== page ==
The Garmin Vivoactive 3 Music adds rockin’ tunes to your favorite workout

When we first took a look at the Garmin Vivoactive 3 fitness watch, we found it to be a competent entry into what has become an increasingly crowded fitness tracker market. Garmin’s long history of making outdoor-focused GPS watches gave it a leg up on much of the competition and, as a result, the device offered all of the features that runners and cyclists were looking for in a compact, attractive, and easy to navigate package. Nevertheless, the company has found a way to upgrade the Vivoactive 3, adding new functionality that many fitness enthusiasts are sure to appreciate.

The newly launched Vivoactive 3 Music offers pretty much the same features and performance of its predecessor, but with one important difference. Garmin has added onboard storage and users now have the ability to download music – up to 500 songs – to the watch and pair it with a set of Bluetooth headphones for phone-free listening. Those songs can be transferred from a computer or downloaded directly from music service iHeartRadio. Garmin says that support for Deezer is coming soon, but there is no word on whether or not Spotify, Apple Music, Google Play or some of the other popular music services will eventually make it to the device.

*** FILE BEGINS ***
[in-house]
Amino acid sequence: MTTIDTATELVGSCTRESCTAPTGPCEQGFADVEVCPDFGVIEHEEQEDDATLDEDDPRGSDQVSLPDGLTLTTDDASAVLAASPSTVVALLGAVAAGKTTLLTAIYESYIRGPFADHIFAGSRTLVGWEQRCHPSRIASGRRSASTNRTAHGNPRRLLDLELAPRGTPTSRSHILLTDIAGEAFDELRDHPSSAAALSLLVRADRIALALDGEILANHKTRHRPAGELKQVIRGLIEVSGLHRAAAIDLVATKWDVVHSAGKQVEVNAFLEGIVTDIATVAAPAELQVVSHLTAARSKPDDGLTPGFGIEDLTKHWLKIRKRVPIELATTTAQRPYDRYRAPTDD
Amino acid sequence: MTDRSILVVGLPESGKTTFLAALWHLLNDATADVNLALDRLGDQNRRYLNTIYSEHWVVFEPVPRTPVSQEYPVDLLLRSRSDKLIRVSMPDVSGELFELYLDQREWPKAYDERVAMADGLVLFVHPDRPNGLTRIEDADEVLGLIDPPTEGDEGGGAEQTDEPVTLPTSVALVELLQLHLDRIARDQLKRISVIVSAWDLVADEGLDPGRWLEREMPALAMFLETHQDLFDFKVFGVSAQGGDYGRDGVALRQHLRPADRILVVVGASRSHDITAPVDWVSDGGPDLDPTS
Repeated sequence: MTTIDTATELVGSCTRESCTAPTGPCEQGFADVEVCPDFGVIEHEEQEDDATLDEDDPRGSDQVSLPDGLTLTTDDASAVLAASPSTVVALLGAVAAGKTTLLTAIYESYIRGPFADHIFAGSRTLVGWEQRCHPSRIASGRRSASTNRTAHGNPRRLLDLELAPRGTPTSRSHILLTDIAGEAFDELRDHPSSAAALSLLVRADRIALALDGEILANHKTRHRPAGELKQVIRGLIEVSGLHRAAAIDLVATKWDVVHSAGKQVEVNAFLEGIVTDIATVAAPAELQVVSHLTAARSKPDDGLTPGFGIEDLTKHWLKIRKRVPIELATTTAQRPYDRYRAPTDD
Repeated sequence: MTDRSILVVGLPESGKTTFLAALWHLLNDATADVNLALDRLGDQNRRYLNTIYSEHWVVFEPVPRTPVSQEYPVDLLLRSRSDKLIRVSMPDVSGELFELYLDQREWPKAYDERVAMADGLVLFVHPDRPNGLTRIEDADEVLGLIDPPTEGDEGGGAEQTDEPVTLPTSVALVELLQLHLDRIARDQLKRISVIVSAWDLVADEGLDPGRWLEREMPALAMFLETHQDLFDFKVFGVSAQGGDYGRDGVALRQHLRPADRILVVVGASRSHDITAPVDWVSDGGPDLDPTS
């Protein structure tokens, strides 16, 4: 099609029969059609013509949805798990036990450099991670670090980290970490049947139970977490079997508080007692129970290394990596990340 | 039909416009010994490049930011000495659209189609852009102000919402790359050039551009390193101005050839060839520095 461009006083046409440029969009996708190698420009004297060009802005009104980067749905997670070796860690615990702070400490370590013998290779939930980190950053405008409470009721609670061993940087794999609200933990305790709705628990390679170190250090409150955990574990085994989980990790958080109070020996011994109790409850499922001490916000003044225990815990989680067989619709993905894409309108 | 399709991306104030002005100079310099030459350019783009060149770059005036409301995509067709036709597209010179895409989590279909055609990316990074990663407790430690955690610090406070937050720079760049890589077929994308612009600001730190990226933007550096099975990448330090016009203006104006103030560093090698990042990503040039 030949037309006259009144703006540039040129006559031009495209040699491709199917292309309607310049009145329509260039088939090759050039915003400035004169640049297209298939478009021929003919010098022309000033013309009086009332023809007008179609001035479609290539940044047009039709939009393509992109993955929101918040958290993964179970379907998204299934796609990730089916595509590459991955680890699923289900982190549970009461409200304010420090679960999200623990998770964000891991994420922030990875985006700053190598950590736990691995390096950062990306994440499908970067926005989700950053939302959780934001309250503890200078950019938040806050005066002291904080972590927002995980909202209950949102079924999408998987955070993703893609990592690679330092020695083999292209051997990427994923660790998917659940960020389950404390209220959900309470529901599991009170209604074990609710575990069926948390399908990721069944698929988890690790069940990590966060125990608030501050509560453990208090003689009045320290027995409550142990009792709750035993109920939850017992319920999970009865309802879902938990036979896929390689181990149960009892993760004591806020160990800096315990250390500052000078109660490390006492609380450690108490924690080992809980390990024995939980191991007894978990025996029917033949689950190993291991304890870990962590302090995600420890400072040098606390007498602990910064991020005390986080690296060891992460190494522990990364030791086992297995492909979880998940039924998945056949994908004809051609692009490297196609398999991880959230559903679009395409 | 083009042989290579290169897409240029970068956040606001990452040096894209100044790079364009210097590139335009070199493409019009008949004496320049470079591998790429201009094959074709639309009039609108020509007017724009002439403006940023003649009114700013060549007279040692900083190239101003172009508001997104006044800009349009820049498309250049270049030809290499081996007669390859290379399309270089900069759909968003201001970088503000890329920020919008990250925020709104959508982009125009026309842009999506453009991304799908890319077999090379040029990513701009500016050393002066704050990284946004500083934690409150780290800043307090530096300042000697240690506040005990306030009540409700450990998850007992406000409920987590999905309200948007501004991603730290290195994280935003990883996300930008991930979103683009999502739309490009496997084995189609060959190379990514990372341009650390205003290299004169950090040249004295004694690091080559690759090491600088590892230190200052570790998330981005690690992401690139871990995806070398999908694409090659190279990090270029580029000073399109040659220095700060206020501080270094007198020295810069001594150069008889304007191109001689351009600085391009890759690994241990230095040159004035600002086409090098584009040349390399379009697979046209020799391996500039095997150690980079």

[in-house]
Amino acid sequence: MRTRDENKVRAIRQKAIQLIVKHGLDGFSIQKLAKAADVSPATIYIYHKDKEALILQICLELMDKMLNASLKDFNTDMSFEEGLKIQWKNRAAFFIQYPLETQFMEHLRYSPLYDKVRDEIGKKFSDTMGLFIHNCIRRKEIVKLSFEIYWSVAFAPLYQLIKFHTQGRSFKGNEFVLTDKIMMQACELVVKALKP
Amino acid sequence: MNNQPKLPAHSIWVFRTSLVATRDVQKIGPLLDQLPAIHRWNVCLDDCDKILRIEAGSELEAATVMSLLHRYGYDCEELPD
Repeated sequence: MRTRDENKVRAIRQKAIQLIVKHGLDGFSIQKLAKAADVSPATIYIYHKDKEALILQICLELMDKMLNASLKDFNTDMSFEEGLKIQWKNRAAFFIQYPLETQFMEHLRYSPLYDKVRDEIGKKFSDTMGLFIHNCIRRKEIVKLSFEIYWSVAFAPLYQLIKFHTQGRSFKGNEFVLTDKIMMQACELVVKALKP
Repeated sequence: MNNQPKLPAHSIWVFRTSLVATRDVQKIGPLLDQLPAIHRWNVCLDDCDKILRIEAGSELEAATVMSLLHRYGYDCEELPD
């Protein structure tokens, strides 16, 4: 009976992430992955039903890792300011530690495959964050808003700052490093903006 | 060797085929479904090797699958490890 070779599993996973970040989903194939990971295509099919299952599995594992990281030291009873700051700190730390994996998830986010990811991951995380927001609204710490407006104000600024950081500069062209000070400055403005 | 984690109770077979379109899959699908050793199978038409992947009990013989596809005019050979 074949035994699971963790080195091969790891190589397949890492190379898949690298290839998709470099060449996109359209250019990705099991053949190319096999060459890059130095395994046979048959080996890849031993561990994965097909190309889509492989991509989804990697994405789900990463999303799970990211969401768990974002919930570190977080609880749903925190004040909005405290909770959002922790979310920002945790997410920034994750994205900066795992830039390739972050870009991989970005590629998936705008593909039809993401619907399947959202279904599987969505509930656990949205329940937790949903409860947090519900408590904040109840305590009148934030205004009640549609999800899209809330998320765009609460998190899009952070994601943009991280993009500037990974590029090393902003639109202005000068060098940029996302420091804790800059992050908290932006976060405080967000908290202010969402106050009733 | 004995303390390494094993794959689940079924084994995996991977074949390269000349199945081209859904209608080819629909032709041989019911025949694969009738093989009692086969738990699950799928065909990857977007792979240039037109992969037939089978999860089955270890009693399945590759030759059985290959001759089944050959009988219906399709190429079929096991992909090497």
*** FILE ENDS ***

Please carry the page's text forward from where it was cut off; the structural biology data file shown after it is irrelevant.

Other than the ability to store, play, and control music while working out, the Vivoactive 3 Music is virtually identical to the standard model. Both offer GPS tracking of your workouts, onboard heart rate monitoring, and the ability to create custom-made exercise routines. The watches come preloaded with 15 sports apps for running, cycling, swimming, yoga, and more, plus there are thousands of custom watch faces to download as well. When paired with a smartphone, either model will offer alerts and notifications, and both versions are equipped with Garmin Pay, the company’s contactless secure payment system.

Battery life for both editions of the Vivoactive 3 is about seven days while in smartwatch mode or 13 hours in GPS tracking mode. Wirelessly streaming tunes from the Music edition reduces battery life down to just five hours, so you’ll want to keep it charged up before embarking on a workout. The new Vivoactive 3 Music model also sells for $50 more than the standard edition, clocking in with a $300 price tag.

Find out more on Garmin’s website.